In politics, perception is reality. It is long past time for Oregon to take a look in the mirror, check its reality, and come up with better solutions that afford wildlife — and specifically wolves — their place in the natural order of the state. Where is Brown on solving the state’s problematic approach to wolves? Endangered species recovery based on science and coexistence rather than politics makes everyone look better, and more importantly, it actually works.

Erik Molvar is executive director of Western Watersheds Project, a nonprofit environmental conservation group dedicated to protecting and restoring western watersheds and wildlife. He is also a published wildlife biologist.


12 thoughts on “Ranchers and politics are killing Oregon’s endangered wolves

  1. Wolves will regulate their own populations relative to pack territory, pack elbow room, available prey. They do not need hunting to be “managed”, not by state wildlife agencies. Usually, it is ranchers, welfare ranchers on public land, and hunters (recreational wildlife killers) who need to be managed, even in wolf friendly states (used to be wolf friendly states like OR and WA). Wildlife agencies in some states like ID, WY, MT and some midwestern states are more hunter agencies than wildlife agencies. Their protocols for wildlife “management” is hunting to drive down the population for hunters and ranchers, or calling in Wildlife Services of USDA. Ranchers leasing land in wolf, grizzly, cougar, coyote habitat in national forest, butted up against such, outside wildlife refuges, bordering national parks, should have high tolerance, even acceptance of stock loss, and better manage their stock relative to wildlife. Many non lethal means are available.

    Northwest Wolves:











  2. I understand there’s a local boycott of Diamond M beef starting in WA, and I hope it is taken seriously – unfortunately these stubborn ass ranchers and F&W people are leaving no other choice. Talk, talk, talk has failed miserably:

  3. Unfortunately, this has been going on at some level since the Europeans and their cattle arrived. The first order of the day was clearing the woods (the wilderness home of the devil, wild “beasts,” and “uncivilized” people). Then the plains had to be rid of bison (death sentence) and Native Americans (reservations for the ones not killed in battle). Finally the big predators (wolves, bears, and cougars) and then the small (pests) got their attention.

    Killing wasn’t enough for many hunters. The animals had to be tortured too. Wolves were trapped, then blinded and turned loose. Others had their mouth wired and turned loose to starve. Wolves were tied to horses and pulled apart. Gas was poured into dens and set on fire. Bears weren’t ignored by the torture brigades either.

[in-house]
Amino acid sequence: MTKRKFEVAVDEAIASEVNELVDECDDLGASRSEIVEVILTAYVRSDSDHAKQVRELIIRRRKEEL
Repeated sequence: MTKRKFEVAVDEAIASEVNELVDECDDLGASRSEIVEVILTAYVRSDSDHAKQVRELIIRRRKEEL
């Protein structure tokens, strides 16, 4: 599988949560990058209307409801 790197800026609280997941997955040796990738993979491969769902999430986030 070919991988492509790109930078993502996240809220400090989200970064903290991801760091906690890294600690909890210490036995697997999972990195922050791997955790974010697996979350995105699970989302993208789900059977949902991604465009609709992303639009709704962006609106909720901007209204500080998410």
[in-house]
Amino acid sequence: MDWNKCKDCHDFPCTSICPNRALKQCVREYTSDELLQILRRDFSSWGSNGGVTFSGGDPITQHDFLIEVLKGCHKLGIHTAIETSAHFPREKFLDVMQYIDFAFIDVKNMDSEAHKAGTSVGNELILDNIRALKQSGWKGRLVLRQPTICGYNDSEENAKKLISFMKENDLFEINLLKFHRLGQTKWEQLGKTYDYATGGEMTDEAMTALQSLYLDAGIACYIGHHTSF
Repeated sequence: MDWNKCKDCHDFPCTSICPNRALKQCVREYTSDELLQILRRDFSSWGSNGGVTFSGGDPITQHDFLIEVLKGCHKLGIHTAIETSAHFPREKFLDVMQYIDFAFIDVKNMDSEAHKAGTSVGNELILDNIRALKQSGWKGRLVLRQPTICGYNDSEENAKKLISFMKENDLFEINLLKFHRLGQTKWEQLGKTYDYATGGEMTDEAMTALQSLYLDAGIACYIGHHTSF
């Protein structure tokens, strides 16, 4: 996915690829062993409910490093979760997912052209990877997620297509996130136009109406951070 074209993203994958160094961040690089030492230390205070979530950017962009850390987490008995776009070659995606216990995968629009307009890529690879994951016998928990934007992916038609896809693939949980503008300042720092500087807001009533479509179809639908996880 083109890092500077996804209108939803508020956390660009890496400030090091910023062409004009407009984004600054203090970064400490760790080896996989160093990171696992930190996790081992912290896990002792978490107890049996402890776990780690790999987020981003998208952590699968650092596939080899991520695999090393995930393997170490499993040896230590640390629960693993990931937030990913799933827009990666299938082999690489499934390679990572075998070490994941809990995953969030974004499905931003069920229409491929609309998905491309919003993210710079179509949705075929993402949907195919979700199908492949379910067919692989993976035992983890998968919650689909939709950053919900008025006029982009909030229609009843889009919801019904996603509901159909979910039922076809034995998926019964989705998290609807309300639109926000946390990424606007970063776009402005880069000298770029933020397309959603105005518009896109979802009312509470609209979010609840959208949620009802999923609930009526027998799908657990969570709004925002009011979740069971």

And it isn’t that they treated the cattle well. But that is another ugly chapter in the book of humanity.

  4. I doubt that Molvar appreciates the irony of what he says in this article:
    “State biologists look like they don’t understand basic science, apologists for predator killing look like sellouts and ranchers look like bloodthirsty killers. In politics, perception is reality.”
    As Molvar points out in his bio at the end of the article, he is himself a so-called wildlife biologist, i.e. a game manager and is now a professional environmental lobbyist. His original bio (later removed under protest) when he worked for WildEarth Guardians, described how much he “enjoyed” killing pronghorn and other wildlife. His colleagues at the Oregon and Washington Game Departments set up wolf advisory groups with representatives from groups like the Center for Biological Diversity and the Humane Society of the U.S., knowing full well, as Molvar now admits, collaborating with the ranchers would only embolden them, resulting in more wolf killing.
    Molvar describes not mere appearance but reality. State game managers are not real biologists, lobbyists are sellouts, and ranchers are, and always will be, bloodthirsty killers.

  5. Well maybe he got fed up with it all, all the rhetoric and selling out of principles, and nothing every changing, and changed his thinking. There are many former government employees, and former hunters etc. who have changed their minds, and I welcome that.

    In this instance, for me, while I’m not crazy about HSUS being involved, they do so much in other ways and are such a strong lobby that I still support them. The strong lobby is needed in Washington DC.

    • If animals are being given more consideration in hurricane zones, and people with pets are being accommodated so much better today, I feel a lot of that is due to the HSUS involvement. They are also more mainstream, and I feel can reach people much better than those who are put down in the media as ‘out there’ animal welfare supporters and environmentalists. Holding the line in WA and OR against ranchers who want no wolf packs at all, period.

    • I’m glad to see HSUS involved in disaster rescue. They should stick to what they know best, which, unfortunately, is not wildlife protection. Personally, I prefer to give my money to Best Friends Animal Society, which has also been working on disaster relief in Texas.
      As to Molvar, he would be a powerful friend of wildlife if he publicly gave up hunting and the game managers who do their bidding.